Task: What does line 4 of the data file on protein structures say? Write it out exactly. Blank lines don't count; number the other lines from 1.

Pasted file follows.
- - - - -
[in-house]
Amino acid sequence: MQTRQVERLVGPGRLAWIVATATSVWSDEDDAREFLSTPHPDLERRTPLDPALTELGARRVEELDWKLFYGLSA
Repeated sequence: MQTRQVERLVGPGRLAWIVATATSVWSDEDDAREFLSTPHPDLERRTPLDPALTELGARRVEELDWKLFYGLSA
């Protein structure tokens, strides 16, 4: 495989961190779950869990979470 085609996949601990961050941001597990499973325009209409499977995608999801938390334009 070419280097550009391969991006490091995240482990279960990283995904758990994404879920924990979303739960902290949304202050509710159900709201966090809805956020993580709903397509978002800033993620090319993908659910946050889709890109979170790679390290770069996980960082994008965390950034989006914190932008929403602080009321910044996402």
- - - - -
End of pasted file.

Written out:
């Protein structure tokens, strides 16, 4: 495989961190779950869990979470 085609996949601990961050941001597990499973325009209409499977995608999801938390334009 070419280097550009391969991006490091995240482990279960990283995904758990994404879920924990979303739960902290949304202050509710159900709201966090809805956020993580709903397509978002800033993620090319993908659910946050889709890109979170790679390290770069996980960082994008965390950034989006914190932008929403602080009321910044996402």